Growing bananas in South America and shipping them north makes infinitely more sense than trying to replicate the South American climate in greenhouses across Canada.  The focus, really, should be not on eating what is produced locally but what is produced and transported efficiently.  In some cases that will mean eating what is local, in others what is imported:

Despite the prevalent belief that food grown closer to where it is eaten is better for the environment, food miles are not the best way to measure sustainability.  In fact, it can often take fewer kilocalories to grow food and ship it great distances to where it is eaten than it takes for a local farmer to truck food to a nearby market.  Because local doesn’t trump sustainable, the way we grow our food in Canada therefore must change too. (P. 14)

I thoroughly enjoyed Locavore. While I found the first section of the book the most fascinating, the second half dealing with city dwellers was equally well done, though I haven’t discussed it much here.  Given that this is a topic I’ve been interested in for years (mostly because it was one that interested my family – both of my father’s sets of grandparents were farmers and at university he was a rural land use major) it’s not a surprise that I was so engaged throughout the book.  However, it’s also a book that I would not hesitate to pass on to my only vaguely interested friends – both Canadian and foreign, since the issues facing Canada are the same ones facing most Western nations.  Elton’s journalist approach to her topic, her graceful and engaging weaving of interviews and statistics, both educates and entertains.  Indeed, I am certain that at least one person I know will probably receive this for Christmas!  

And, for anyone wondering how we can move forward towards a more sustainable model, here’s Elton’s conclusion:

On the farm, we need to move towards a holistic understanding of agriculture that takes its cues from nature, supports biodiversity and relies less and less on fossil fuels.  Farmers must make a living wage and be respected for their work, something achieved by rehumanizing the food chain and connecting farmers with consumers through farmers’ markets and community-supported agriculture while at the same time developing new supply chains for institutions such as universities and hospitals.  When devising our new food system, we need not dwell on the past and replicate subsistence agriculture.  Instead, we can push forward to fashion something new and innovative, using our technology and our imagination to design energy-efficient greenhouses and other novel ways of producing food.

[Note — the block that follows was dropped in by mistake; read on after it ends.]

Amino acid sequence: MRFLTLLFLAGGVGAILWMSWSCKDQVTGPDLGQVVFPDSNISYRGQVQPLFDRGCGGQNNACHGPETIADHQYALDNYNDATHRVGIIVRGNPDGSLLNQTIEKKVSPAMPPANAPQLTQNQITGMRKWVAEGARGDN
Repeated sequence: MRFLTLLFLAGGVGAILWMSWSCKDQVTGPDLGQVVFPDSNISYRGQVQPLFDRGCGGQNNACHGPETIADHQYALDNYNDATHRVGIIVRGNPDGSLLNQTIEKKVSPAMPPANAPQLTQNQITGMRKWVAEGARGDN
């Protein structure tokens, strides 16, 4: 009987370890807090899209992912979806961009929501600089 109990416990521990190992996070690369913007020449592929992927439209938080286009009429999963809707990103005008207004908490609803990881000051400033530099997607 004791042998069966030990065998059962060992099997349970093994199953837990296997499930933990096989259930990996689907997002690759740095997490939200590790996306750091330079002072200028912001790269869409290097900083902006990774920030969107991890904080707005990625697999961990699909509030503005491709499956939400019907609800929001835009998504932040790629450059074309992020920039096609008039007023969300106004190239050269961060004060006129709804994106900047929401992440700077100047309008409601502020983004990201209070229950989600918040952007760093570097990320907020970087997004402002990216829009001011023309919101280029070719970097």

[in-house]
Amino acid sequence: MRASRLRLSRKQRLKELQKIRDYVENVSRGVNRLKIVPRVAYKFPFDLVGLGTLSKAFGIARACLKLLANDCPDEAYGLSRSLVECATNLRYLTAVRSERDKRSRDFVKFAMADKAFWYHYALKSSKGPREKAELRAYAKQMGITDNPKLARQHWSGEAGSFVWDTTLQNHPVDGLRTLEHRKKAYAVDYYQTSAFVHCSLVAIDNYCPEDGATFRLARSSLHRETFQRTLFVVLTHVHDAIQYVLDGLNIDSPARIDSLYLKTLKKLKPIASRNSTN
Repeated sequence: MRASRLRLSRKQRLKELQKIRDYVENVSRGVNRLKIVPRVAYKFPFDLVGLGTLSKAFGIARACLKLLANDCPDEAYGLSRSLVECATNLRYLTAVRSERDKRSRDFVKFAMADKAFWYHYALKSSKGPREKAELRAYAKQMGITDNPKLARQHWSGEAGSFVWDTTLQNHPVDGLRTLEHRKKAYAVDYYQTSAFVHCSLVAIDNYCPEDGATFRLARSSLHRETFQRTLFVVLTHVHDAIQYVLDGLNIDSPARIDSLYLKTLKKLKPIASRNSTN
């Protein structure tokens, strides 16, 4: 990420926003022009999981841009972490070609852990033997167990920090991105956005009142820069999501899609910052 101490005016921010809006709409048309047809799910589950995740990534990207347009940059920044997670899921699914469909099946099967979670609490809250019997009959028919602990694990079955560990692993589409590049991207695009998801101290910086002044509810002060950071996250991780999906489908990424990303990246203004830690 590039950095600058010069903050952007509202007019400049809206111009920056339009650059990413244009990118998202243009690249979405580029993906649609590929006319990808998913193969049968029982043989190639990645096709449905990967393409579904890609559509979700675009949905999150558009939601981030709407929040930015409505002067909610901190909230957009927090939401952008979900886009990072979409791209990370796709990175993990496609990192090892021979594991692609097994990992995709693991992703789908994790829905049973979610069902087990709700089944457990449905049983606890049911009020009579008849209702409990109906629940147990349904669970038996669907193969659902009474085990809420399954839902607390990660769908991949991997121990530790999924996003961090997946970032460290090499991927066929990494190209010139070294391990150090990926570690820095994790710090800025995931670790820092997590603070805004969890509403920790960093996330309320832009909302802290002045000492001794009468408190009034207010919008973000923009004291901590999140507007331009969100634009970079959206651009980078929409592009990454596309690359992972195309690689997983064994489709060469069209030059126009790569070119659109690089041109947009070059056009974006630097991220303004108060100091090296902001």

In the city, we need to grow some of what we eat and figure out how to incorporate food production into the metropolis.  By connecting with the food chain, and eating well, we will be more likely to experience a cultural shift and watch a gastronomy of place take hold. (P. 209)

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Library Lust

credit - unknown

Another week, another library that perfectly suits my tastes.  I’m a sucker for plaid (probably dating back to years of childhood Christmas dresses, not just the school uniform I wore from ages twelve to eighteen), wood panelling, and window seats.  This library has them all!

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I’ve been down since Tuesday night with Norwalk virus and, after a trip to the hospital very early Wednesday morning, I’ve been at home resting up.  I’m starting to feel better and, more importantly, I should no longer be contagious.  Coming on top of October’s pneumonia this really has not been a good fall for me.  Actually, it’s been a pretty bad couple of years.

Since moving to Calgary two years ago I’ve been almost constantly unhappy.  Being on my own, away from my family, in a city I don’t like and where I don’t have any particularly close friends has been difficult.  I like my job and I love my apartment but those are the only real positives and, let me tell you, they’re not enough.  I live for the long weekends when I get to go home to Vancouver or the vacations where I’m reunited with my family.  We’re very close and when I’m with them I feel so much more like myself.  When I first moved to Calgary I tried so hard to make friends and I do have a good group of work friends but, aside from the occasional brunch or dinner on weekends, we rarely meet up outside of the office.  Everyone else has their own family and group of university friends to fall back on.  Not me.